Currently, governments continue to assume the risk and costs associated with major flooding to this area. Further, the lack of flood protection prevents the Port Lands from reaching its potential as a long term asset – one that supports the economic growth and competitiveness of Toronto, Ontario and Canada. Together with our partners, we have investigated the jobs and larger economic benefits that are triggered by the project, the smart city-building options it creates and the opportunity to deliver sustainable urban infrastructure while addressing key climate change objectives.

The design and construction phase of the project alone offers the potential for significant returns on investment. A 2014 independent study estimated that construction of the new river valley, including soil management and remediation, and providing critical infrastructure will generate:

  • $1.7 billion in value to the Canadian economy
  • 7,672 person years of employment; and
  • $327 million in tax (direct, indirect and induced) revenue to all orders of government.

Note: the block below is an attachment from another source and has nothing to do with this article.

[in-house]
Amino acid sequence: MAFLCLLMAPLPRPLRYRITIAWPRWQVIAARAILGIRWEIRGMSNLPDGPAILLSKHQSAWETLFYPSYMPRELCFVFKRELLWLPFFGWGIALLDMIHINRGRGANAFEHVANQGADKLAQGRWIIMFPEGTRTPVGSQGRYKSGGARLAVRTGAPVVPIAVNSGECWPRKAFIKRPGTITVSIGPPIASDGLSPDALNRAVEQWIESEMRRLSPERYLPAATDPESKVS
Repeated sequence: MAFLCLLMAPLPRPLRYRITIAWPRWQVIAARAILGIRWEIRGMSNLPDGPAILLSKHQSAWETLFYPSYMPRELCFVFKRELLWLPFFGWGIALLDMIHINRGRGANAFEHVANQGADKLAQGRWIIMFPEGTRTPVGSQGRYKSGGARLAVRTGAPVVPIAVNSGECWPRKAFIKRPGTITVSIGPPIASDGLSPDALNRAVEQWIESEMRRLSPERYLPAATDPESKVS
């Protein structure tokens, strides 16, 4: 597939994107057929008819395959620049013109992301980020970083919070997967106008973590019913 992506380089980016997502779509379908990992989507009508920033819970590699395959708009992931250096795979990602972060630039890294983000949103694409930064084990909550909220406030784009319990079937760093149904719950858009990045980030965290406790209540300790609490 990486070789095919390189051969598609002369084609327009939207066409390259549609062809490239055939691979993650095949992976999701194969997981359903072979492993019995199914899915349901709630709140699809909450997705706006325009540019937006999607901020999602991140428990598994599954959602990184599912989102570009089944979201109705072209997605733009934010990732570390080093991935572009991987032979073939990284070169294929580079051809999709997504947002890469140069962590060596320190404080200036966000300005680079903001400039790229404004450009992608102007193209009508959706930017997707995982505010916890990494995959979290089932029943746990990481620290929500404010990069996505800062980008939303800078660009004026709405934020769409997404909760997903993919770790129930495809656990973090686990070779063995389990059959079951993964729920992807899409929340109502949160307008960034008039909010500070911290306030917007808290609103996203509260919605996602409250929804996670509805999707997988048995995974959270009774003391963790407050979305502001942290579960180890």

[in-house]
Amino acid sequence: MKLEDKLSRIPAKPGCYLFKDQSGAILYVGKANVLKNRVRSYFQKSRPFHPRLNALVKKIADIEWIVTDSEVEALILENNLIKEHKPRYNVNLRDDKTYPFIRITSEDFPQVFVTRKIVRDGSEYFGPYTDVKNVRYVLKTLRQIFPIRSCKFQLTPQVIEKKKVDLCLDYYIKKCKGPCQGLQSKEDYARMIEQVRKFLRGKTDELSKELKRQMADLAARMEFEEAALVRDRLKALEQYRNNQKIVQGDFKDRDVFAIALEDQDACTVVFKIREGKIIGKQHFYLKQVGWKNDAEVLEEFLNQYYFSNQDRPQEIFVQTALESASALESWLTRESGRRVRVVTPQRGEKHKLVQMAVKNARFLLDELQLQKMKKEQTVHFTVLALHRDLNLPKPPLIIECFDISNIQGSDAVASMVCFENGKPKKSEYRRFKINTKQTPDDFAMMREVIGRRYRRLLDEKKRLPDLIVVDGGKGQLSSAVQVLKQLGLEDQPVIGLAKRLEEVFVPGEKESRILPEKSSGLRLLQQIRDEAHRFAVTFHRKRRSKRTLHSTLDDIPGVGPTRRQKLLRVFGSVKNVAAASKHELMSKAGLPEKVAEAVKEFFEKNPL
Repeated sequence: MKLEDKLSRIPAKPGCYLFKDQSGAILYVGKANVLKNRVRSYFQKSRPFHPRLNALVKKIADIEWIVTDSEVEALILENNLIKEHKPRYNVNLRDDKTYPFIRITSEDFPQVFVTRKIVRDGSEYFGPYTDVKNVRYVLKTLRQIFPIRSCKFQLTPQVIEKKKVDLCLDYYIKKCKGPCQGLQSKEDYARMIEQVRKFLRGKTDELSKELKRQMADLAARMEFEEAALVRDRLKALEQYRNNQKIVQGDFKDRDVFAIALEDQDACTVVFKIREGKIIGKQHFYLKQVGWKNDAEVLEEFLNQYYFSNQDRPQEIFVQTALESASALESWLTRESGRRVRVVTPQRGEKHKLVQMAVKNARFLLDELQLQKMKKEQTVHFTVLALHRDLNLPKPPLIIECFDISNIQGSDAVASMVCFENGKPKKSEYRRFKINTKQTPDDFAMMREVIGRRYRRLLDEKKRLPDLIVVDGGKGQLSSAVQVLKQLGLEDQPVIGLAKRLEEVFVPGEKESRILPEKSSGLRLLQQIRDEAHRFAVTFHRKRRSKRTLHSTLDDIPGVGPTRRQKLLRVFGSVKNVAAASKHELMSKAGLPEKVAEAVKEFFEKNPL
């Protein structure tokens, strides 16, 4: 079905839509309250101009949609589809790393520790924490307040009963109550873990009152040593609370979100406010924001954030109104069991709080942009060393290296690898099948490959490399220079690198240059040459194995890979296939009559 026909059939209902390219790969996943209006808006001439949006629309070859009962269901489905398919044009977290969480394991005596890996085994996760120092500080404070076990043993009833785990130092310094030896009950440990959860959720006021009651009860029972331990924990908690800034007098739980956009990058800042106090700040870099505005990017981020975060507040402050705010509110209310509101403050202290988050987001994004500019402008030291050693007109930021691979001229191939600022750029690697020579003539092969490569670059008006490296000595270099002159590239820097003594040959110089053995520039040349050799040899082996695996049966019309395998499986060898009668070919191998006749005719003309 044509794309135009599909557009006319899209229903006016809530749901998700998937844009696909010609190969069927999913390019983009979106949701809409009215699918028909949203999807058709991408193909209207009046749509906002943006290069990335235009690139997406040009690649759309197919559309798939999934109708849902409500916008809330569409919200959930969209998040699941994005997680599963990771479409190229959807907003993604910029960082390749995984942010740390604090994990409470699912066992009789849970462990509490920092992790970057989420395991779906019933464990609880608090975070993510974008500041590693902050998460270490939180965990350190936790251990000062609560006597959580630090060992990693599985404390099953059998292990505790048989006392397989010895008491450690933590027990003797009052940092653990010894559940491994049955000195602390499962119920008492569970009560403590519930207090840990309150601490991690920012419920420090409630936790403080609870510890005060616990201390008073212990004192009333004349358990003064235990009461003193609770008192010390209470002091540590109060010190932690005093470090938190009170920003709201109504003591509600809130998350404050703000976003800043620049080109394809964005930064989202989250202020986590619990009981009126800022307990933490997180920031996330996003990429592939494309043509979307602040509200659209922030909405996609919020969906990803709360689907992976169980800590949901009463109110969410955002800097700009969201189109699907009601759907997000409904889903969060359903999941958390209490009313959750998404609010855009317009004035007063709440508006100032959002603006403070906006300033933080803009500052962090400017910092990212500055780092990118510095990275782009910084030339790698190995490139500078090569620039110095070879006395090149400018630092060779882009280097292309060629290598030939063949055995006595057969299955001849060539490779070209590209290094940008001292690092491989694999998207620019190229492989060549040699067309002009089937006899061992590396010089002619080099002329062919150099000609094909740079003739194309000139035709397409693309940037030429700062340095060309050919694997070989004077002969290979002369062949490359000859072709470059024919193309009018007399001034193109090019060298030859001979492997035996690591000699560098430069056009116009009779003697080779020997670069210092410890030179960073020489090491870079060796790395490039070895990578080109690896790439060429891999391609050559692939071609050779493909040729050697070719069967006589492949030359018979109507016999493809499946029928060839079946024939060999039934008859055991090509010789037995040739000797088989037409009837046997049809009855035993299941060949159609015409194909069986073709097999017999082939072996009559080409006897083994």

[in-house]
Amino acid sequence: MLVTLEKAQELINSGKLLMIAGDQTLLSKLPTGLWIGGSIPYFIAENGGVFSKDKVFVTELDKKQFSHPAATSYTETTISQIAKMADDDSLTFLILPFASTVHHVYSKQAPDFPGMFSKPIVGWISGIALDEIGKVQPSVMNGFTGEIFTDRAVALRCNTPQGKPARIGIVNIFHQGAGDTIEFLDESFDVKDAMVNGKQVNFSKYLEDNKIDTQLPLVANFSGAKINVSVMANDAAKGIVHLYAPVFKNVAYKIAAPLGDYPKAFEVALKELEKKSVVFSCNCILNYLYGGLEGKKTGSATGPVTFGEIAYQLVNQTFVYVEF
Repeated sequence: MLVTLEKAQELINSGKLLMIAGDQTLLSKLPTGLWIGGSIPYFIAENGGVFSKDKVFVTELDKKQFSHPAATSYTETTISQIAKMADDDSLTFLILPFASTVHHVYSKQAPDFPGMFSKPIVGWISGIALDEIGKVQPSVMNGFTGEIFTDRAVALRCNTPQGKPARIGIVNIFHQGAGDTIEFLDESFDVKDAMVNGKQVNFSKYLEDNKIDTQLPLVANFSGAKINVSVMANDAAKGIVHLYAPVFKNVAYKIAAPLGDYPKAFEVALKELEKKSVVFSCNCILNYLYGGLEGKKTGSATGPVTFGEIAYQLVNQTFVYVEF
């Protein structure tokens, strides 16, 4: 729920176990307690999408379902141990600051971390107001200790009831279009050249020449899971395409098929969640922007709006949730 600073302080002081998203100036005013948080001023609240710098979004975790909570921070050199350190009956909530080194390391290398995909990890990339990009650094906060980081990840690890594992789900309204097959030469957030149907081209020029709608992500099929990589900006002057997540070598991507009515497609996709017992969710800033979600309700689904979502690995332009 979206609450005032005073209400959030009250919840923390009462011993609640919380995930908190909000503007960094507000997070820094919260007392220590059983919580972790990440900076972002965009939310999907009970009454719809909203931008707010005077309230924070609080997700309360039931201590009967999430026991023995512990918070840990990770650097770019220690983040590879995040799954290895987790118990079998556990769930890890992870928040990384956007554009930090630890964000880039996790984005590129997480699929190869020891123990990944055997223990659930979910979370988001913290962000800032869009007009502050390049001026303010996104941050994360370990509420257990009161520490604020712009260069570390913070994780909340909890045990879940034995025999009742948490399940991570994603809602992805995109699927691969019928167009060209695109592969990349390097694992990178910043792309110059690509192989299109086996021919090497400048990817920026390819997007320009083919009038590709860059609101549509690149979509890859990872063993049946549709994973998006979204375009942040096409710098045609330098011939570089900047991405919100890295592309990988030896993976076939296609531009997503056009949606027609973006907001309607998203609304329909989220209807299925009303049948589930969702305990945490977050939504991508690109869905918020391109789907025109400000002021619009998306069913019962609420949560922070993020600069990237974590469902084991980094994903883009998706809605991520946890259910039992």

Naturalizing the mouth of the Don River is a resilient approach to addressing the pragmatics of flood protection. And, in creating this green infrastructure, a beautiful river valley arises around which new neighbourhoods can emerge.

The opportunities presented in the Port Lands are compelling, multifaceted and vital to the future of Toronto. This post has just begun to scratch the surface. Stay tuned for Part II, which will talk more about our collaboration with the C40 climate positive development program (a global project aimed at reducing our carbon emissions to below zero), the sustainability strategies that will influence this project, and our plans for inclusivity and maintaining strong public transit and cycling connections with the rest of the city.  


Follow us on Facebook and Twitter – and join the conversation about waterfront revitalization using the #TOtheWaterfront hashtag.

post contributor

  • Carol Webb

    Carol Webb is a Senior Manager, Communications and Public Engagement with Waterfront Toronto.